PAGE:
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Unregistered and uninsured vehicles

These offences (and the defences available to them) reinforce that it is the owner's responsibility to ensure vehicles are registered and insured.

Unregistered vehicles

It is an offence to do any of the following:

  • drive an unregistered vehicle;
  • allow an unregistered vehicle to stand on a road; or
  • own an unregistered vehicle which is driven or found standing on a road.

Due to the broad definition of a "road", which includes any place the public has access to, many people unknowingly commit an offence. For example, riding an unregistered off-road motor cycle on a reserve may be an offence.

Penalty

A fine of up to $7500 [Motor Vehicles Act 1959 (SA) ss 9(1), 9(3)].

Defences for drivers

It is a defence if you drove the vehicle or allowed it to stand in prescribed circumstances and you did not know that it was unregistered [see s 9(1a)]. It is also a defence if you were the driver, but not the owner of the vehicle, and you did not know, and could not have reasonably be expected to have known, that the vehicle was unregistered [see s 9(1c)].

Defences for owners

It is a defence if you did not drive or leave the vehicle standing on the road and you took reasonable steps to ensure that any person lawfully entitled to use the vehicle would have been aware that it was unregistered [see s 9(4a)]. It is also a defence if your vehicle was driven or left standing on the road because of an unlawful act, such as theft [s 9(5)], or you were the last registered owner but were nolonger the owner at the time of the alleged offence [see s 9(6)].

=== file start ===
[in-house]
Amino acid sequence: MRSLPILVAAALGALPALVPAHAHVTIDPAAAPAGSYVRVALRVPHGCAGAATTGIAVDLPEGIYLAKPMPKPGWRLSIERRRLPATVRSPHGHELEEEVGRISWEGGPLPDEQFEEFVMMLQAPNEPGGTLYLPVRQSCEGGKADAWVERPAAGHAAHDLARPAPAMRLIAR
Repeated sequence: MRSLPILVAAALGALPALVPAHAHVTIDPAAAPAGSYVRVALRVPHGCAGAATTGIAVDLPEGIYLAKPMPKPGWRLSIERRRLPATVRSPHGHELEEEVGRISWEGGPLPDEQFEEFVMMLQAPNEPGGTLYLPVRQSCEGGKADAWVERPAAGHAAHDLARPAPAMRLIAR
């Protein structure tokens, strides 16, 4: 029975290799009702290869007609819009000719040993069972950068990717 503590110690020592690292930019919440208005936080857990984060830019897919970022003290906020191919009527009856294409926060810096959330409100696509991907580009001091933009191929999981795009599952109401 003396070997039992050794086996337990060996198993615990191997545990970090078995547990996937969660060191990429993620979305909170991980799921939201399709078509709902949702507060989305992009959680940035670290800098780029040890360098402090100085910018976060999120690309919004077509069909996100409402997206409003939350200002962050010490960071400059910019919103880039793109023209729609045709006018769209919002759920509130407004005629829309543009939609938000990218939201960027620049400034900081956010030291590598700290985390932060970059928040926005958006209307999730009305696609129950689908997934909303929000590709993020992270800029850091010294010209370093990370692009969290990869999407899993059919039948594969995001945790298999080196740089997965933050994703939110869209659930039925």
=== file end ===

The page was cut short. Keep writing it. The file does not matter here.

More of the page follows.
Power-assisted bicycles

There are two categories of power-assisted bicycles – one of which falls within the definition of a bicycle and can be legally ridden on South Australian roads; the other being illegal to drive on a public road in South Australia.

Generally, a power assisted bicycle will meet the definition of a bicycle if the main means of propulsion is by pedal power and the motor produces no more than 200 watts; Pedalec bikes also meet the definition of a bicycle but have a motor capacity of 250 watts. Electric power assisted bikes look like an ordinary bike, have an adjustable seat and an electric assistance motor. In addition they must have a clear label certifying them as complying with the nationally accepted standards for electric bicycles (see Cyclists).

Petrol powered bikes (also referred to as petrol assisted) cannot be lawfully driven on roads in South Australia. Any vehicle that does not meet the definition of a bicycle must be registered as a motor vehicle and insured.

Petrol powered/assisted bikes cannot be registered (or insured). This means that driving such a vehicle on the roads can result in a charges of driving an unregistered and uninsured vehicle.

Exemptions

A motor vehicle may be driven without registration under section 12B of the Motor Vehicles Act 1959 (SA) if being driven for the purpose of extinguishing or controlling a fire that is a risk to persons, animals or property - but only if public liability insurance is held indemnifying the owner and any authorised driver for death or injury caused by the use of the vehicle on roads. The amount of public liability insurance must be in an amount of at least $5 million.

Uninsured vehicles

It is an offence to do any of the following:

  • drive an uninsured vehicle;